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Developing Protective Factors Responsive to Criminogenic Needs

David Thornton


Recent developments in clinical practice in sex offense specific treatment emphasize engagement and responsivity, along with building strengths and developing protective factors.  At the same time research has continued to emphasize the connection between criminogenic needs and sexual recidivism There is a danger that a gulf will develop between these two bodies of work with treatment practices developing that engage and build strengths but fail to address criminogenic needs. What is needed is a way of building strengths that is responsive criminogenic needs. This symposium is a progress report on work designed to build such a bridge.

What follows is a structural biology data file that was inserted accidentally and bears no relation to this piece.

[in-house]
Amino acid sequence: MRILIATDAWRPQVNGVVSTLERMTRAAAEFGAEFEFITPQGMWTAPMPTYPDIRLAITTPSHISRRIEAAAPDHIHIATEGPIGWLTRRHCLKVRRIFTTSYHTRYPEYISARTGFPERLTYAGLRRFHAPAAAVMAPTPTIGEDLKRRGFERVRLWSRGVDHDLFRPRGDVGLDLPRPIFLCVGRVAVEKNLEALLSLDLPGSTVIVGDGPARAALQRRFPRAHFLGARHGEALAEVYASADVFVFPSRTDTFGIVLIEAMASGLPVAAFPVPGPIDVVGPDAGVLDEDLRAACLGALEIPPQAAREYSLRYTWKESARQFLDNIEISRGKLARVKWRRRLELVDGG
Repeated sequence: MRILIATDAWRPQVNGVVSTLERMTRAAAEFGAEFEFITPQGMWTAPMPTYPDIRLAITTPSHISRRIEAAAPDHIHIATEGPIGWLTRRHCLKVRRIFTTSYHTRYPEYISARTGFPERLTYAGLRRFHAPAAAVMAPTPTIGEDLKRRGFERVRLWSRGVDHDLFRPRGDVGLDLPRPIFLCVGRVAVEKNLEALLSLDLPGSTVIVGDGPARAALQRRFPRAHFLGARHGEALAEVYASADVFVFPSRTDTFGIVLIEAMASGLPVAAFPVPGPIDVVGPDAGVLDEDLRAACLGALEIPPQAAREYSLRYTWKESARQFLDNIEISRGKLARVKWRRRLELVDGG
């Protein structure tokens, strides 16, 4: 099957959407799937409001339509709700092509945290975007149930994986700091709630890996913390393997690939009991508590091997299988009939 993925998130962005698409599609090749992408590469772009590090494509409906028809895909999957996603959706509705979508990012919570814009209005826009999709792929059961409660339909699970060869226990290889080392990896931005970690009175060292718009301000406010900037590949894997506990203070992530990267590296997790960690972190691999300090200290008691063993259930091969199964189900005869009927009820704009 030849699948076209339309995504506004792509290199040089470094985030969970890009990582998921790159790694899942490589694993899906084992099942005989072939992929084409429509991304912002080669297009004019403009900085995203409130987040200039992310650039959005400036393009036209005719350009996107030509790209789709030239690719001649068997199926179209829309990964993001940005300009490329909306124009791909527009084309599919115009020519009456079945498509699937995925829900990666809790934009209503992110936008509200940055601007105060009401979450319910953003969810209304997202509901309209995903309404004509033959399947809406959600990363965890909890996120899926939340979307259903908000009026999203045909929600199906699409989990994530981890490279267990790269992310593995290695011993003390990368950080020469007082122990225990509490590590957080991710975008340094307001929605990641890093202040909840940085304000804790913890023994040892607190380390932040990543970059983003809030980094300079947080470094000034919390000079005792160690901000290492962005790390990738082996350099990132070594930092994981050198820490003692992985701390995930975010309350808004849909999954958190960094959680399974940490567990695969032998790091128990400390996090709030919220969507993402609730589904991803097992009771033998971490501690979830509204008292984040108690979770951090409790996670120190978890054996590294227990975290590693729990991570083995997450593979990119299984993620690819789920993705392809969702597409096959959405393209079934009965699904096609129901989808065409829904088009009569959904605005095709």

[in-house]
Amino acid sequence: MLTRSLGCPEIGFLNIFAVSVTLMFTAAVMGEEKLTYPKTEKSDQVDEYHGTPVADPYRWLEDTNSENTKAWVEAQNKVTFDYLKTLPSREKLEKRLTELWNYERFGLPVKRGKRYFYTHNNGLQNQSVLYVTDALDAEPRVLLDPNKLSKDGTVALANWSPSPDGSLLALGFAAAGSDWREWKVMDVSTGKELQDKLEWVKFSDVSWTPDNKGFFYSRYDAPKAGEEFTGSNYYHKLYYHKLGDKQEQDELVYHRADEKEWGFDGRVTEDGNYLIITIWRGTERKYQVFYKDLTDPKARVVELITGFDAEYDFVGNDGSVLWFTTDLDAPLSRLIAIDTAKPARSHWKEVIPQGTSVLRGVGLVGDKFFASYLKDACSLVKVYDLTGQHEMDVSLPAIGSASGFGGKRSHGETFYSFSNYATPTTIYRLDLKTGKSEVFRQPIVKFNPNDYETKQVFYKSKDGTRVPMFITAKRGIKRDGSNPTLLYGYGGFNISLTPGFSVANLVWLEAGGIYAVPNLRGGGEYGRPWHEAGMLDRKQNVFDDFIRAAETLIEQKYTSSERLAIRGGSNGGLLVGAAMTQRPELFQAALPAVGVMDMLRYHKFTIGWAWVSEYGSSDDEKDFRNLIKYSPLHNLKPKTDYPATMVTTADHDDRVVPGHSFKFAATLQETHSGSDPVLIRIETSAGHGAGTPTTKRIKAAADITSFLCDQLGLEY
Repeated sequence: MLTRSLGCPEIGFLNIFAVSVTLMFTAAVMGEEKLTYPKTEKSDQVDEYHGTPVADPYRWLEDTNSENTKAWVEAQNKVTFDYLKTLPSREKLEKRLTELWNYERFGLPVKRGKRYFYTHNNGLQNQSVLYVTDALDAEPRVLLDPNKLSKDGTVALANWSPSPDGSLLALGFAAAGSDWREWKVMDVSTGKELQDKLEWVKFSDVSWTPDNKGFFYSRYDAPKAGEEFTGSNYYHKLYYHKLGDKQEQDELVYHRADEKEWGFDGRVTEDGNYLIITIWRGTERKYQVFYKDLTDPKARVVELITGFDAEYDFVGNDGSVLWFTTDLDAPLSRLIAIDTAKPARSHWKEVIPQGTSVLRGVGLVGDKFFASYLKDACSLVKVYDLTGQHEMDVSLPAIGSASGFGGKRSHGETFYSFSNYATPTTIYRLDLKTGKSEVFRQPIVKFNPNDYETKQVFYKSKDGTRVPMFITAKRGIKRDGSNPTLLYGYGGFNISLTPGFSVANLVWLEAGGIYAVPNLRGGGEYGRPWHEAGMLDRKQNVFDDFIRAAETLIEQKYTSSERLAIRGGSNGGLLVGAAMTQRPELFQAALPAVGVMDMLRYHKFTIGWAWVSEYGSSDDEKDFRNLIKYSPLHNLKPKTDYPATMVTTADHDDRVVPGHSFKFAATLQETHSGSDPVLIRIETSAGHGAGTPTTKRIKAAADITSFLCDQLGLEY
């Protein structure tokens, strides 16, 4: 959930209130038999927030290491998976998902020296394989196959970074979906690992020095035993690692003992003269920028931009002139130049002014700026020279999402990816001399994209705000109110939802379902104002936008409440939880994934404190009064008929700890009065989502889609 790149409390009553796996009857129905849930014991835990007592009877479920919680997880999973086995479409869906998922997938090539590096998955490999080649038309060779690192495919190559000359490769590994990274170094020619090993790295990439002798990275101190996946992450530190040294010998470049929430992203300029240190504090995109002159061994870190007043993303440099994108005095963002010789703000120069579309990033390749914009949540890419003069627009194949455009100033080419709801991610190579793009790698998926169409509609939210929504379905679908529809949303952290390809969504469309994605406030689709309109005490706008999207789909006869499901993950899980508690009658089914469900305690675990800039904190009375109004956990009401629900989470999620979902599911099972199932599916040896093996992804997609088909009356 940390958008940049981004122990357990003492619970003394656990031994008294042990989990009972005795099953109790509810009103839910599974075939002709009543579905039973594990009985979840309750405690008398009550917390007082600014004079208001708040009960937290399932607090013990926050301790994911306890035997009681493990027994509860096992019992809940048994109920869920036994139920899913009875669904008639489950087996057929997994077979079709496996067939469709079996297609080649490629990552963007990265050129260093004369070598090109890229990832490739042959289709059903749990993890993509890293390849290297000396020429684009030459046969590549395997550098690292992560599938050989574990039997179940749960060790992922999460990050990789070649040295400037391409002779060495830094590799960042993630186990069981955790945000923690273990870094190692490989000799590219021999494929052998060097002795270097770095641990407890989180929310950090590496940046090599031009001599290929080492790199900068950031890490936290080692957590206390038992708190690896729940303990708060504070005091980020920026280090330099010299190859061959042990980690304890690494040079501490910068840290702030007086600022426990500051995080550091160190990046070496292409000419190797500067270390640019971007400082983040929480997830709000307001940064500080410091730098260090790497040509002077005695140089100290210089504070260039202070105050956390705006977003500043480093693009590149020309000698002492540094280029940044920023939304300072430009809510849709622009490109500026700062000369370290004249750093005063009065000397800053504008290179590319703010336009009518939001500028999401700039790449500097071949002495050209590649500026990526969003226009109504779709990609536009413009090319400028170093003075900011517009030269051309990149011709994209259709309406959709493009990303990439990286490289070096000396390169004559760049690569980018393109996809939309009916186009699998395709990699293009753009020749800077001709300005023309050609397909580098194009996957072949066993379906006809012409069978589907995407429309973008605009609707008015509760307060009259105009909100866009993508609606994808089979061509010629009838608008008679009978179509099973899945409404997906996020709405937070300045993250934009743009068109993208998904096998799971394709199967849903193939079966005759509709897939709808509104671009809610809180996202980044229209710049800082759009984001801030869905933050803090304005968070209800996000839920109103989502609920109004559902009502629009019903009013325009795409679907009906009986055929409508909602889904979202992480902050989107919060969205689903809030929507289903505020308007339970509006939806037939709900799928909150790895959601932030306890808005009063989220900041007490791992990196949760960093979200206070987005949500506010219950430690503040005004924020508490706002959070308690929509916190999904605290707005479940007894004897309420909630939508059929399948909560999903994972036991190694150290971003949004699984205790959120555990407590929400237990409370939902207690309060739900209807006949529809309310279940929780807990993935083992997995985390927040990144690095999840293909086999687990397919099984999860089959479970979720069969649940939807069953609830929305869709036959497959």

David Thornton is a forensic psychologist in private practice based in the state of Wisconsin in the USA. In this capacity, he also works regularly in Minnesota and Iowa. Between 2001 and 2013 he worked as treatment director for a program providing clinical services for men assessed as presenting a high risk for sexual recidivism consequent on mental disorders. Between 2013 and 2016 he built up a research unit for this program before moving into private practice in 2016.  As a practitioner, he specializes in the assessment and treatment of men who present a risk for sexual and violent recidivism. As a researcher he has been involved in the development of statistical and psychological frameworks for assessing factors that contribute to different kinds of recidivism. This has led to the creation of statistical instruments like Static-99 and Risk Matrix 2000 as well as psychological models of risk like the SRA framework and the Theory of Dynamic Risk. He is currently involved in a project that seeks to improve measurement of protective factors and to develop better ways of incorporating a protective factor approach into treatment.